Kenneth Culhane leads the kitchen team at Dysart Petersham and, for him, it’s all about working with maximum respect for sustainability. He told us about his journey, from growing up on a farm in Ireland to being Head Chef of a Michelin-Starred restaurant in London.
Growing UpFine dining wasn’t something we grew up with, in fact the first time I dined in a Michelin starred restaurant I was 22. My childhood, on a remote farm in southern Ireland, was pivotal towards instilling in me an understanding of good husbandry and of the top quality produce that only comes from a true appreciation of the particular qualities of the land, the soil and nature, now a natural harmony for me.
I remember my mother and grandmother cooking, preserving and baking on the farm. There are no greater memories of rural Ireland than the morning call of the soda bread’s heartwarming aromas coming from the peat oven.
I remember the acts of warm hospitality and the spirit and character of the people – and the role of food in that; the importance of food and the table as a medium of celebration in tandem with the workings of the farm. Food was about community, about the earth and taking care of it. This was especially so in times of harvest such as making hay, silage or gathering peat from the bog, depending on what the land required.
Growing up I had a great interest in anything Darina Allen would do on TV. She had a cookery series called ‘Simply Delicious’, which was filmed on location on their farm, originally an Anglo-Norman castle built around 1450. I was captivated by how she would create wonderfully simple dishes from foraged and local ingredients grown on the farm.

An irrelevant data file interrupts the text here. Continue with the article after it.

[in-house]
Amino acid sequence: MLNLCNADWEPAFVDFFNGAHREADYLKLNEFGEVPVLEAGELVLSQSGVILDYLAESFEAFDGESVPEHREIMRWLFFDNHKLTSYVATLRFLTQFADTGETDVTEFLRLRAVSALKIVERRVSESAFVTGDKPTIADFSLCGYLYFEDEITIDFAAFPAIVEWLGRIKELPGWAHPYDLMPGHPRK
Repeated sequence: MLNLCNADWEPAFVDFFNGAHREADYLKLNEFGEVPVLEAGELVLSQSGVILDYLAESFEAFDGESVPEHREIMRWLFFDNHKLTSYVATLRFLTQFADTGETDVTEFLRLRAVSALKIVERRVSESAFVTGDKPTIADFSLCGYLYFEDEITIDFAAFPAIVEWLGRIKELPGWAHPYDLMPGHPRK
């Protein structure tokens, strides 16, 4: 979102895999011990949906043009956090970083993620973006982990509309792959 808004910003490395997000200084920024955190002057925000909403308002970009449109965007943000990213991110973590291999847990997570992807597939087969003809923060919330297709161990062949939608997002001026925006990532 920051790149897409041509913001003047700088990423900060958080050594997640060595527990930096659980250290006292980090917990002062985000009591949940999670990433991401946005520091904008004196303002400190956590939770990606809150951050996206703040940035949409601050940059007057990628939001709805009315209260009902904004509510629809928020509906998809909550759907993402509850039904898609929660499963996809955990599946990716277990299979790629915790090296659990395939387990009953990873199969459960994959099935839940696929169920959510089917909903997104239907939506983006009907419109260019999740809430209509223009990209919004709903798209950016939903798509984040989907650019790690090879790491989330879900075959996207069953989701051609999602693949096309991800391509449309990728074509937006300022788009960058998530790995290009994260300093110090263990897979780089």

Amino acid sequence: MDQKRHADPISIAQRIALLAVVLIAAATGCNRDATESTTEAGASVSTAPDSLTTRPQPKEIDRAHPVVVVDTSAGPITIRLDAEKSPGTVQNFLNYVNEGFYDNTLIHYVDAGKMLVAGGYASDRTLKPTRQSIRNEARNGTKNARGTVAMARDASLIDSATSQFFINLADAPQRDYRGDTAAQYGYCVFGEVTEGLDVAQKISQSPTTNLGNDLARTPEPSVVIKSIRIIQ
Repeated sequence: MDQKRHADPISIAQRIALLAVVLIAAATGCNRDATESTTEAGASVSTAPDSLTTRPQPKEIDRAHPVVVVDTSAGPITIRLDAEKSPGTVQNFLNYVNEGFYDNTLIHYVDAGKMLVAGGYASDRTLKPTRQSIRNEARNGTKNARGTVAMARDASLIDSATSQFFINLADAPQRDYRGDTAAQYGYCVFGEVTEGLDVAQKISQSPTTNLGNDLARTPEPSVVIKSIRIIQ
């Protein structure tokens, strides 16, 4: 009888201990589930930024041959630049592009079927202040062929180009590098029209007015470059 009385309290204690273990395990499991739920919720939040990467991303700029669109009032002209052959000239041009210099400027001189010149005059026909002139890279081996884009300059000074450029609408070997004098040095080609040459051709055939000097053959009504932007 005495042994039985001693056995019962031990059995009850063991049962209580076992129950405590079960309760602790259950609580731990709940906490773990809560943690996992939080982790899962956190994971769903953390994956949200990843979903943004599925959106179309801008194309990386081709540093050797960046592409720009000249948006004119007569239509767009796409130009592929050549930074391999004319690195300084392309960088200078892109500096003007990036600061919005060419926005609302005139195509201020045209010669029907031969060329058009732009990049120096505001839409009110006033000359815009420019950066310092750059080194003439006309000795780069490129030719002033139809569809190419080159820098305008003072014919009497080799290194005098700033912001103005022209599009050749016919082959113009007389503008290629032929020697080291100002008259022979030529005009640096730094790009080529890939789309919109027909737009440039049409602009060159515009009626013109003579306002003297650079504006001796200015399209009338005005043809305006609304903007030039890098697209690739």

TrainingWorking with Chef Guillaume Lebrun and the team at Two Star restaurant Patrick Guilbaud was a major turning point for me. This was the first time I had worked in a Michelin Starred restaurant and the years of training and mentoring had a great impact on my life.
I was surrounded by a team of chefs who had trained with the most lauded chefs in France. Premium seasonal ingredients, food artistry, perfectionism, precision, discipline, restraint, finesse and the foundations of the classics of cookery were all part of the teachings.
This encompassed a respect shown to quality and methods of husbandry and embracing a can-do-anything attitude – every endeavour had to be your absolute best. This was my first introduction to fine cooking and nature communicated as an art form.
InfluencesI’ve been very fortunate to have worked with amazing teams and people over the years. Winning the Roux scholarship in 2010 had a profound impact on my cooking and inspirations in life and our signature dish of Cornish mackerel, radish, champagne and ginger at the Dysart Petersham is inspired by the Roux family’s generosity.
The family organise biannual educational trips around the world for the scholars. In 2012 we visited Japan, a life-changing experience with so many wonderful memories in traditions and culture. On my return I wished to eulogise these experiences in a dish, along with respecting the philosophical principles of Kanso which was a standout discovery during our stay.